Sunday, April 4, 2010

Hot Cross Buns - week 14 of 52

Hot Cross Buns – Week 15 of 52

Happy Easter everyone! This week I wanted to make Hot Cross Buns for Easter and make a yeast bread successfully to recover from the cinnamon bun experience (see week 5).

Did you know : A hot cross bun is a sweet, yeast-leavened, spiced bun made with currants or raisins and candied citrus fruits or lemon zest, marked with a cross on the top. The cross can be made a number of different ways including: of pastry; flour and water mixture; rice paper; icing; two intersecting cuts. They are traditionally eaten at Easter. In many historically Christian countries, buns are traditionally eaten on Good Friday, with the cross representing a symbol of The Crucifixion. Thank you Wikipedia – I had no idea!

The recipe is another one from Canadian Living. This time, I am happy to say that the recipe worked out great! Since week 5, I’ve been a little nervous to try another yeast recipe, because of the unsuccessful attempt at cinnamons. To my co-workers and friends who ate tea biscuit-like cinnamon buns, I am sorry! I think the cinnamon buns didn’t work out because it wasn’t quite warm enough for the dough to rise - thanks for the tip Heather G! This time, I warmed up my oven a little bit and then turned it off and put the dough in there for the first proof (proofing means to allow the bread dough to rise). After an hour, I the dough had risen to twice it’s size. Success! I really think the warm oven did the trick!

I changed the recipe a little bit because I like my hot cross buns with extra fruit – I added about ¾ cup of currents and ½ cup of the fruit.

Bonne appétit!

Nursery school rhyme:
Hot cross buns! Hot cross buns!
One a penny two a penny - Hot cross buns
If you have no daughters, give them to your sons
One a penny two a penny - Hot cross buns

Hot Cross Buns - makes 9-12 buns



1/2 cup (125 mL) granulated sugar
1/4 cup (50 mL) warm water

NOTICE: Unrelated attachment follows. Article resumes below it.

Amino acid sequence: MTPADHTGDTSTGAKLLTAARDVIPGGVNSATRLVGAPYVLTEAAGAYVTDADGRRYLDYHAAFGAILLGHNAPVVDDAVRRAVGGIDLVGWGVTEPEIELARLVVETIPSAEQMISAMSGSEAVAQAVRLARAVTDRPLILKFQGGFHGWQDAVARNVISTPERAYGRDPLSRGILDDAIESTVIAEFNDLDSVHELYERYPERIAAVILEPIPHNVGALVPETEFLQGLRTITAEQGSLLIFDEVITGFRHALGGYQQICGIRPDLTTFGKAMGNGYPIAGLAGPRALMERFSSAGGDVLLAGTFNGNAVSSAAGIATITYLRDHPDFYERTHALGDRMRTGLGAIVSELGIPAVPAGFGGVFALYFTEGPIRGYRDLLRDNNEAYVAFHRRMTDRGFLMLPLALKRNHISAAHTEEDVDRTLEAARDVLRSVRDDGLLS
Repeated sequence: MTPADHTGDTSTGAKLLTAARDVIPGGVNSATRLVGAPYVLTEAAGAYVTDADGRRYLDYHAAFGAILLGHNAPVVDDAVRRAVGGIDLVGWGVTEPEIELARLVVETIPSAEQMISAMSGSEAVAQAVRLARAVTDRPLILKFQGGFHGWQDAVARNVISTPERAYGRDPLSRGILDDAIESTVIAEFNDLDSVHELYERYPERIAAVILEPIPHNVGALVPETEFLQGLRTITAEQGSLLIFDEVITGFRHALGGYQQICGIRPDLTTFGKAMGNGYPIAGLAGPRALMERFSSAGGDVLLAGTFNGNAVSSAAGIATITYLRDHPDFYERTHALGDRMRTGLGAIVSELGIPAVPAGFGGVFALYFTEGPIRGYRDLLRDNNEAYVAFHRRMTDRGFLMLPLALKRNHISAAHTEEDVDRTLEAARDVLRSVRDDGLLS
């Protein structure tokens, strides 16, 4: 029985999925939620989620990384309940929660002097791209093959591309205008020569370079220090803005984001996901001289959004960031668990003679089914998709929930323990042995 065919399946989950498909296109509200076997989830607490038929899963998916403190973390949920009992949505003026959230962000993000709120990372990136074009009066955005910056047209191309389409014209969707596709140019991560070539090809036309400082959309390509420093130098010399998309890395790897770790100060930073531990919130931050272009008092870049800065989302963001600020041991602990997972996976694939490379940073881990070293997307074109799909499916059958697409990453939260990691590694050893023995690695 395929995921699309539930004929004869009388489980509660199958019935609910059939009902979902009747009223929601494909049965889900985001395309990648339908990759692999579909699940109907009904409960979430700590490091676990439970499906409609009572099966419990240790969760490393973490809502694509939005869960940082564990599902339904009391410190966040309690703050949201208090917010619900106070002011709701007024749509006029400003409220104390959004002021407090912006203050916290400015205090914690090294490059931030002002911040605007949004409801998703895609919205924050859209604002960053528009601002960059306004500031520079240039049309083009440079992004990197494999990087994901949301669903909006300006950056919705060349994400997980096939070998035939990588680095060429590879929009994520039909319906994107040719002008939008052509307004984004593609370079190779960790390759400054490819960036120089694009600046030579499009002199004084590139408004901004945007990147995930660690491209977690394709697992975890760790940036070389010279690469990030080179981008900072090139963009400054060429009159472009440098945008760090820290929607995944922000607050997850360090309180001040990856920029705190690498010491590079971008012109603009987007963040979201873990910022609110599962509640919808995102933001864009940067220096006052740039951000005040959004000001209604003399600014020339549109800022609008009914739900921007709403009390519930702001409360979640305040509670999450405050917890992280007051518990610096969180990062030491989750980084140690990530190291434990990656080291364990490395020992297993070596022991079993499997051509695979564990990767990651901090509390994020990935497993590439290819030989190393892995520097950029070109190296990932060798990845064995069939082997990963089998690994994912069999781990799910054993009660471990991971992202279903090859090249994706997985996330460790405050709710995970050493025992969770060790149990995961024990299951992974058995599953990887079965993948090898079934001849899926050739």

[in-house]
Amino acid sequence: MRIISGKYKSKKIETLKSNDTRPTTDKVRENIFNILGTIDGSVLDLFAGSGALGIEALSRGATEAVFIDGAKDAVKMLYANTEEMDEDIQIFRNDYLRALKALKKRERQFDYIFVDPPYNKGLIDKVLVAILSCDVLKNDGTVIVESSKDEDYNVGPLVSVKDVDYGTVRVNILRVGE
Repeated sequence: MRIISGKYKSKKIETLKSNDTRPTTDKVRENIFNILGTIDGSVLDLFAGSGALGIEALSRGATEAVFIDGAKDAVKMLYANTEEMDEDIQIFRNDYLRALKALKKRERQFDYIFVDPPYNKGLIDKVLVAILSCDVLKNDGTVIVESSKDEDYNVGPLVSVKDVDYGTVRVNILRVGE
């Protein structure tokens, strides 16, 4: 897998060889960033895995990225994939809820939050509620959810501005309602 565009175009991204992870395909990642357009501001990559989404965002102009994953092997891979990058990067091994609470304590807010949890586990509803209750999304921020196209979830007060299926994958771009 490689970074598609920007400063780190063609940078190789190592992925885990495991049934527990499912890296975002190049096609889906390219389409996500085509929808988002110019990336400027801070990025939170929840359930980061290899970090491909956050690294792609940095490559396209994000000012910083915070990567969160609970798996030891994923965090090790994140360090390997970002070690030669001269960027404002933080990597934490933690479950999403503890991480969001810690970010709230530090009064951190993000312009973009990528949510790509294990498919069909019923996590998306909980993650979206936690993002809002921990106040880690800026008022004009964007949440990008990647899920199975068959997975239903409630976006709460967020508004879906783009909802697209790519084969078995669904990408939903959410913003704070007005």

1 pkg (15ml) active dry yeast
3-1/2 cups (875 mL) all purpose flour
2 tbsp (25 mL) cinnamon
1 tsp (5 mL) nutmeg
1/2 tsp (2 mL) salt
1/4 tsp (1 mL) ground cloves
3/4 cup (175 mL) milk, warmed
1/4 cup (50 mL) melted butter
1 egg
1 egg yolk
1/2 cup (125 mL) dried currants
1/4 cup (50 mL) chopped candied peel, mixed

2 tbsp (25 mL) granulated sugar
2 tbsp (25 mL) water


1/2 cup (125 mL) icing sugar
2 tsp (10 mL) water


In small bowl, dissolve 1 tbsp (15 mL) of the sugar in warm water. Sprinkle in yeast; let stand for 10 minutes or until frothy. Meanwhile, in large bowl, blend together remaining sugar, flour, cinnamon, nutmeg, salt and cloves; make well in center. Whisk together milk, butter, egg and egg yolk; pour into well. Pour in yeast mixture. With wooden spoon, stir until soft dough forms.
Turn out dough onto lightly floured surface; knead for 8 minutes or until smooth and elastic. Place in greased bowl, turning to grease all over. Cover with plastic wrap; let rise in warm draft-free place until doubled in bulk, about 1 hour.
Punch down dough; turn out onto lightly floured surface. Knead in currants and peel. Shape into 12-inch (30 cm) log; with serrated knife, cut into 9 pieces, Shape each into ball, stretching and pinching dough underneath to make tops smooth. Place 2 inches (5 cm) apart on greased baking sheet. Cover and let rise until doubled in bulk, about 35 minutes. Bake in center of 400ºF (200ºC) oven for about 15 minutes or until golden brown.

Glaze: In saucepan, stir sugar with water over medium heat until dissolved; brush over buns. Let cool in pan.

Icing: Stir icing sugar with water. Using piping bag fitted with round tip, pipe cross on top of each cooled bun.

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